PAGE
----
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A Metal-rich Low-gravity Companion to a Massive Millisecond Pulsar

Kaplan, D. L. and Bhalerao, V. B. and van Kerkwijk, M. H. and Koester, D. and Kulkarni, S. R. and Stovall, K. (2013) A Metal-rich Low-gravity Companion to a Massive Millisecond Pulsar. Astrophysical Journal, 765 (2). Art. No. 158. ISSN 0004-637X.

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Most millisecond pulsars with low-mass companions are in systems with either helium-core white dwarfs or non-degenerate ("black widow" or "redback") stars. A candidate counterpart to PSR J1816+4510 was identified by Kaplan et al. whose properties were suggestive of both types of companions although identical to neither. We have assembled optical spectroscopy of the candidate companion and confirm that it is part of the binary system with a radial velocity amplitude of 343 ± 7 km s^(–1), implying a high pulsar mass, M_(psr)sin^3_i = 1.84 ± 0.11 M_☉, and a companion mass M_c sin^3_i = 0.193 ± 0.012 M_☉, where i is the inclination of the orbit. The companion appears similar to proto-white dwarfs/sdB stars, with a gravity log_(10)(g) = 4.9 ± 0.3, and effective temperature 16, 000 ± 500 K. The strongest lines in the spectrum are from hydrogen, but numerous lines from helium, calcium, silicon, and magnesium are present as well, with implied abundances of roughly 10 times solar (relative to hydrogen). As such, while from the spectrum the companion to PSR J1816+4510 is superficially most similar to a low-mass white dwarf, it has much lower gravity, is substantially larger, and shows substantial metals. Furthermore, it is able to produce ionized gas eclipses, which had previously been seen only for low-mass, non-degenerate companions in redback or black widow systems. We discuss the companion in relation to other sources, but find that we understand neither its nature nor its origins. Thus, the system is interesting for understanding unusual stellar products of binary evolution, as well as, independent of its nature, for determining neutron-star masses.

Item Type:Article
Related URLs:
URLURL TypeDescription
Kaplan, D. L.0000-0001-6295-2881
Bhalerao, V. B.0000-0002-6112-7609
Kulkarni, S. R.0000-0001-5390-8563
Stovall, K.0000-0002-7261-594X
Additional Information:© 2013 American Astronomical Society. Received 2012 December 29; accepted 2013 January 23; published 2013 February 27. Partially based on observations made with the William Herschel Telescope operated on the island of La Palma by the Isaac Newton Group in the Spanish Observatorio del Roque de los Muchachos of the Instituto de Astrofísica de Canarias. Some of the data presented herein were obtained at the W. M. Keck Observatory, which is operated as a scientific partnership among the California Institute of Technology, the University of California, and NASA; the Observatory was made possible by the generous financial support of the W. M. Keck Foundation. The authors wish to recognize and acknowledge the very significant cultural role and reverence that the summit of Mauna Kea has always had within the indigenous Hawaiian community. We are most fortunate to have the opportunity to conduct observations from this mountain. We thank David Levitan, Assaf Horesh, and Yi Cao for assistance with observations; research at Caltech was funded by a grant from the NSF. We thank an anonymous referee for helpful suggestions. Facilities: Keck:I (LRIS), Hale (Double Spectrograph), ING:Herschel (ISIS)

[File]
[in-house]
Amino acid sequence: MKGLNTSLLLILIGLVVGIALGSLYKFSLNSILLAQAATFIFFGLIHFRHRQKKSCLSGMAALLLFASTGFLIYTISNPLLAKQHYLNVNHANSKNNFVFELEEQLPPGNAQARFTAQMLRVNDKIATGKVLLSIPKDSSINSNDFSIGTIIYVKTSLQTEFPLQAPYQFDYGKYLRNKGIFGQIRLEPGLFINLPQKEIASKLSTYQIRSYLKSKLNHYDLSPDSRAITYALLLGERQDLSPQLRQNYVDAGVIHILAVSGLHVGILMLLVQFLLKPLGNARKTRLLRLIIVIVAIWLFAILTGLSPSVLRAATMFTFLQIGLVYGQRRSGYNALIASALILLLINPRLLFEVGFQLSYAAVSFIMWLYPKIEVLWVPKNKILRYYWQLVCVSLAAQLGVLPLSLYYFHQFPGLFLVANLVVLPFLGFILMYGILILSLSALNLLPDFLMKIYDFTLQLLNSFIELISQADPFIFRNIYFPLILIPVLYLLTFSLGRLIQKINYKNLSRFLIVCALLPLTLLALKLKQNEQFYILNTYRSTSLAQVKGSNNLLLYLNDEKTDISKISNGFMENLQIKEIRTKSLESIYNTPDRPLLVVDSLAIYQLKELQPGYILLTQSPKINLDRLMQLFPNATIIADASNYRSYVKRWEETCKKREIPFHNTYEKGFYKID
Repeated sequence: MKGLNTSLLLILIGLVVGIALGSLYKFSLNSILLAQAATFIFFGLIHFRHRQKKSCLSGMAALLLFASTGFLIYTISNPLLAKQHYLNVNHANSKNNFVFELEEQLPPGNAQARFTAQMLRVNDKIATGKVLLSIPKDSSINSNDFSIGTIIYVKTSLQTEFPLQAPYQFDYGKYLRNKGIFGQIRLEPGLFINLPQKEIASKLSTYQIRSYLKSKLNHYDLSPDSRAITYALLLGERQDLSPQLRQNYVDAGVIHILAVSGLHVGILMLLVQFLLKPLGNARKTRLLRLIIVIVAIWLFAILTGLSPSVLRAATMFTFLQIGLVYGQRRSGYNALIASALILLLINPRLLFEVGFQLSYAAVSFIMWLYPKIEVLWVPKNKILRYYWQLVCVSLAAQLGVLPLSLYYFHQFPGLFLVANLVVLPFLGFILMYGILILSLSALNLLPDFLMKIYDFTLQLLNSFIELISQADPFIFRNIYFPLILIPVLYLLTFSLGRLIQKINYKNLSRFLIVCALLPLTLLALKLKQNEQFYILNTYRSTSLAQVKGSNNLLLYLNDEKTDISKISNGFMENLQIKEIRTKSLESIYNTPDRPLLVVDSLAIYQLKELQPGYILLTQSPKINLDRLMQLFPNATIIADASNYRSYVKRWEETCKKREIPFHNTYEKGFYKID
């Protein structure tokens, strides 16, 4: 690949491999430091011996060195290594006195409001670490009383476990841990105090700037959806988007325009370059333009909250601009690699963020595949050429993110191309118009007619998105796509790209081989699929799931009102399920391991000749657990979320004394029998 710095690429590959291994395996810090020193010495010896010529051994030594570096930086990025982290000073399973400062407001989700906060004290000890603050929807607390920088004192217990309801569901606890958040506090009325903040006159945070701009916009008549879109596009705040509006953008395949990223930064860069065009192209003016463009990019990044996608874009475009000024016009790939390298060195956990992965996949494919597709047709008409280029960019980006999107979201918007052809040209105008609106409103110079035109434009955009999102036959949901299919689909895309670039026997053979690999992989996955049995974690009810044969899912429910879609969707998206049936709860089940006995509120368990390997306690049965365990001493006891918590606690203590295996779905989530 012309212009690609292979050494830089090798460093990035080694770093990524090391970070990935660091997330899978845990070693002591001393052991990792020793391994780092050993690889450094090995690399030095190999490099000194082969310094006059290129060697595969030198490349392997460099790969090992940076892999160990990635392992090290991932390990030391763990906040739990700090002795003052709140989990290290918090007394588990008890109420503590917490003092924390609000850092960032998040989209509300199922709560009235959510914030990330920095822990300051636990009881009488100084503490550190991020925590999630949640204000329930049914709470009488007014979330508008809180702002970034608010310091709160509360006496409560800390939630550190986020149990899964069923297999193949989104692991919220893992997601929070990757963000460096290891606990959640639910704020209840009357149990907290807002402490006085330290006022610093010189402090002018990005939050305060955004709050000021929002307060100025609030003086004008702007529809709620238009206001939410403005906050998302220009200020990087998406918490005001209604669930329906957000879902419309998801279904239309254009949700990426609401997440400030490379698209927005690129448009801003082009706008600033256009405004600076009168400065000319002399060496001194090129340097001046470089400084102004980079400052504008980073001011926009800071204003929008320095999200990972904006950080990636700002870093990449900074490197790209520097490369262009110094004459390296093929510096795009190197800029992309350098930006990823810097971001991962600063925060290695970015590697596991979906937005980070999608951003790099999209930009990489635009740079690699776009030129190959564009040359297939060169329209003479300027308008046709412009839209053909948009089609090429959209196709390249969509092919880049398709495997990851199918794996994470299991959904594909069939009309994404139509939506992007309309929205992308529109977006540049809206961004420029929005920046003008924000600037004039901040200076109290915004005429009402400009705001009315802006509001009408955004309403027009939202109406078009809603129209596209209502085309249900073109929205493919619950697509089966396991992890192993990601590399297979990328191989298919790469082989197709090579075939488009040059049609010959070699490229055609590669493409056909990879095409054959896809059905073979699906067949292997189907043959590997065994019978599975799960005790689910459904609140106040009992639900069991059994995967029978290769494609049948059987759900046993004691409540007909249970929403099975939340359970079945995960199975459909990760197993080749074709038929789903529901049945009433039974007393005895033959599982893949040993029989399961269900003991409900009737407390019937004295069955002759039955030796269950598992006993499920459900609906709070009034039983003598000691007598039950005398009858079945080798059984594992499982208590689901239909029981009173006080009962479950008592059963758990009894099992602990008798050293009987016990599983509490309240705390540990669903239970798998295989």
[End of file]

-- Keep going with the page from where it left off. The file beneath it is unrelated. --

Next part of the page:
Funding AgencyGrant Number
W. M. Keck FoundationUNSPECIFIED
Subject Keywords:binaries: eclipsing; pulsars: individual (PSR J1816+4510); stars: atmospheres; stars: chemically peculiar; subdwarfs
Issue or Number:2
Record Number:CaltechAUTHORS:20130408-084150634
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Official Citation:A Metal-rich Low-gravity Companion to a Massive Millisecond Pulsar D. L. Kaplan et al. 2013 ApJ 765 158
Usage Policy:No commercial reproduction, distribution, display or performance rights in this work are provided.
ID Code:37798
Deposited By: Ruth Sustaita
Deposited On:08 Apr 2013 16:00
Last Modified:22 Nov 2019 19:25

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